Beer and "Imp Cake" at Wichtel Hausbrauerei

Wichtel Hausbrauerei in Feuerbach

When we first moved to Stuttgart, my husband and I stayed at a hotel in the Feuerbach area of Stuttgart so that he could be close to his work. While he was working, Leo (our beagle) and I spent a lot of time wandering around and getting to know the city. It was a great first couple of weeks and really helped me get used to our new home. One of the restaurants that we frequented on many occasions during this time was Wichtel Hausbrauerei. I loved this restaurant for two reasons: no-fuss German food and beautiful outdoor patio in the summer.

Last night we had the chance to return, and we found it to be as popular as ever. When we walked up to the patio around 18:30, we quickly saw that the tables were completely full. Not to be deterred from our nostalgic return, we waited for about five minutes when, to our luck, a couple who had paid finished their beer and left. 

Hefeweizen dunkel

Upon sitting down, the first thing we ordered were two hefeweizens (wheat beers) and a bowl of water for Leo. Not every restaurant will be so accommodating for four-legged friends, but Wichtel has always been consistent on this front, which is why we've been so many times. I should also note that they brew their own beer in two varieties: pils and hefeweizen dunkel. Their pils is naturally a little cloudier than most other pils I've seen, but it's good. The hefeweizen dunkel (meaning it's a dark wheat beer) has a richer flavor without being too heavy to enjoy with a meal. I found it interesting that they serve their beers in .3L (small), .5L (large), and 1L (maß size in German). A m  is one of the giant handled beers that you tend to see at Oktoberfest, and I don't always see them so much in restaurants. You can also buy kegs of their beer to go, which I imagine would be great for parties.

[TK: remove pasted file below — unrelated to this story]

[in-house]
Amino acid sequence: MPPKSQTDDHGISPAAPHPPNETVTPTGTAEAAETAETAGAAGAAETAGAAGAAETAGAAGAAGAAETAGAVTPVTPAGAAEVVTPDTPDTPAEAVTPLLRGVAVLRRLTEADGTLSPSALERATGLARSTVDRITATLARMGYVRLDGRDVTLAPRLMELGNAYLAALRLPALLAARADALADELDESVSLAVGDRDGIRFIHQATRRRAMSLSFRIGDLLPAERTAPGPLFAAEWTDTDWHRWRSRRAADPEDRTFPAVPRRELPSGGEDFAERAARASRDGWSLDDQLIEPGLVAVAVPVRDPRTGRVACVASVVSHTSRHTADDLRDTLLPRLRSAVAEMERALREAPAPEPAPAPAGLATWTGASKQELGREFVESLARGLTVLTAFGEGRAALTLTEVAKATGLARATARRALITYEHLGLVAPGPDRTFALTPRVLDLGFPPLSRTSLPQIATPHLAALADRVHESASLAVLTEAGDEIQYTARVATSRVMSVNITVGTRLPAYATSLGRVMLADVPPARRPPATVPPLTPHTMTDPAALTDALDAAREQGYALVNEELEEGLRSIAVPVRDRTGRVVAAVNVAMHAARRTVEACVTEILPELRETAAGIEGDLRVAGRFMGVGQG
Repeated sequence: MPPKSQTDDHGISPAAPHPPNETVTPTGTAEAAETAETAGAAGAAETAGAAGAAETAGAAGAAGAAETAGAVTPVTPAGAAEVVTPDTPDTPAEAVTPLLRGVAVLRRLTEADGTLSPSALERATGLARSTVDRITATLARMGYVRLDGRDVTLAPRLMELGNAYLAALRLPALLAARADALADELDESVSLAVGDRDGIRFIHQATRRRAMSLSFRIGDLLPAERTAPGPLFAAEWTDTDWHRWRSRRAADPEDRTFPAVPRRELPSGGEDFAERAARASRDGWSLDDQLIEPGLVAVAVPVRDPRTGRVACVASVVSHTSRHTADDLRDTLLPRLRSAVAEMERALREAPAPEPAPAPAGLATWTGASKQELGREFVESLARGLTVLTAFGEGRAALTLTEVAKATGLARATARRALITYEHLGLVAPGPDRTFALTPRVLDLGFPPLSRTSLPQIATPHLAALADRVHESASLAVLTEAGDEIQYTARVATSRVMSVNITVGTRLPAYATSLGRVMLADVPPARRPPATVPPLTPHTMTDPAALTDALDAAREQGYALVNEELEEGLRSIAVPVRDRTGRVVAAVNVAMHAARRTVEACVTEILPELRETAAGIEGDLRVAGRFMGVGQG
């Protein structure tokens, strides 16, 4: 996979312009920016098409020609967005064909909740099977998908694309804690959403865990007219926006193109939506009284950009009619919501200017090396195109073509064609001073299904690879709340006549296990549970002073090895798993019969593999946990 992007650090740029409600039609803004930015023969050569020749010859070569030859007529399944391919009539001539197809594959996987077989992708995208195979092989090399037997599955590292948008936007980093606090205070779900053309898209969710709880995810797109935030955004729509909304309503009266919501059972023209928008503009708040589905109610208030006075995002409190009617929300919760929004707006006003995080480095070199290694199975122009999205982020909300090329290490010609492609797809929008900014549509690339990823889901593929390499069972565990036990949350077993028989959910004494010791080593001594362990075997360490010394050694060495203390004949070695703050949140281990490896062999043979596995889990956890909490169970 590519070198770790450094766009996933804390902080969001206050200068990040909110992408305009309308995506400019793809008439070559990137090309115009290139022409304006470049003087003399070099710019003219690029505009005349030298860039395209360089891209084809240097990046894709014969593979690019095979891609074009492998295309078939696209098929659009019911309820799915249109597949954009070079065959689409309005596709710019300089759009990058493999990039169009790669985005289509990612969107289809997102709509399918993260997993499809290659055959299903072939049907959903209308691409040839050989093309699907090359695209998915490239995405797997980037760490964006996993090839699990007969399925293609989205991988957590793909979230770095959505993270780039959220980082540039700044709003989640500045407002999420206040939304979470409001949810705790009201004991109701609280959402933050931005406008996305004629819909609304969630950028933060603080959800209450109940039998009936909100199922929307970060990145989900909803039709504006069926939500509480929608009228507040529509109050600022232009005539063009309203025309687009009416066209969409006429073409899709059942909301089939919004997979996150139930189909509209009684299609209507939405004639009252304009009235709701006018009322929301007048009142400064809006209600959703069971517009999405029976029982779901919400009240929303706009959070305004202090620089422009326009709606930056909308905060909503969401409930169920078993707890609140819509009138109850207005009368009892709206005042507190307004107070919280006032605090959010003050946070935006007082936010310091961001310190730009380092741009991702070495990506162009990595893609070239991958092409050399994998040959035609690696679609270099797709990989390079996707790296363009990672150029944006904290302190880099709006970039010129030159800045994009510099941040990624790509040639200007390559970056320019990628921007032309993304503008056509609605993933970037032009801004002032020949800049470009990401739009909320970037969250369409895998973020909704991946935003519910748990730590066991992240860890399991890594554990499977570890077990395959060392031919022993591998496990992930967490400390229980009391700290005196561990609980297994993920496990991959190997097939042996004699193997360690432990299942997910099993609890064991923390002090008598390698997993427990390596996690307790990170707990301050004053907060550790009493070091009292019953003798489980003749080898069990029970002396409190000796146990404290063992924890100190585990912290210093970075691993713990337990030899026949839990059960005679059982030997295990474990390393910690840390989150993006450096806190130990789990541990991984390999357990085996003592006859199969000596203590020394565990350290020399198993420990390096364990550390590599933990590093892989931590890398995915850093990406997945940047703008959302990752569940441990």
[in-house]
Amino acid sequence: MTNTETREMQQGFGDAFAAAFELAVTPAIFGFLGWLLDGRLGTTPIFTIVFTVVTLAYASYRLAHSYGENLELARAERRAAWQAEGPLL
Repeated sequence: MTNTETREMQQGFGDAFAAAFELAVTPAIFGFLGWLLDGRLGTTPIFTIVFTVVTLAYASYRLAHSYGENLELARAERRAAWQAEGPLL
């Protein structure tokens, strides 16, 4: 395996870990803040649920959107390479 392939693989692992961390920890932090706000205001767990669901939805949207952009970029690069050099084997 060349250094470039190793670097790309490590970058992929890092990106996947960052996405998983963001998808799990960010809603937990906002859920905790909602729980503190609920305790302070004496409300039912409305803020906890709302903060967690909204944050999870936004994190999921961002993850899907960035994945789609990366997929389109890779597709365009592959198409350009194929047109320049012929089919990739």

So with Leo splayed out on the patio rocks and with our hefeweizens in hand, we proceeded to order. The main draw at Wichtel are the wichtelkuchen, which roughly translates to "imp cake" (imps as in dwarves). I've never seen this offered at any other restaurant in Germany, though the actual wichtelkuchen reminds me of a cross between pizza and the Alsatian flammkuchen. The crust is clearly stone-oven heated and is a bit thicker, like a pizza's crust, but the topping are largely the same as what you'd get on most flammkuchens

Matt ordered his wichtelkuchen with cream, cheese, bacon, sauerkrautschupfnudeln (a kind of large Swabian potato noodle), and spicy debrecener sausage. For my wichtelkuchen, I chose cream, spinach, cheese, onion, and bacon. Other toppings you could choose from include mushrooms, salmon, shrimp, tuna, ham or salami, peppers, and corn. Many of the combinations are vegetarian, as well. 

Wichtelkuchen with cream, cheese, bacon, sauerkraut, schupfnudeln, and spicy debrecener sausage

Wichtelkuchen with cream, spinach, cheese, onion, and bacon

Our wichtelkuchen came our piping hot from the oven. The crust was just perfectly golden, and the bread was clearly homemade. I suspect the spinach was from the freezer (fresh spinach doesn't seem very popular in Germany, even in salads), but it was still flavorful and blended nicely with the cream, cheese and bacon. In fact, it was a little like creamed spinach, which I like very much. Unlike what we think of as bacon in America, the chunks on my wichtelkuchen were more like large, smokey chunks of ham. They could have been spread more evenly over my wichtelkuchen, but  it was so yummy that it was hardly a problem.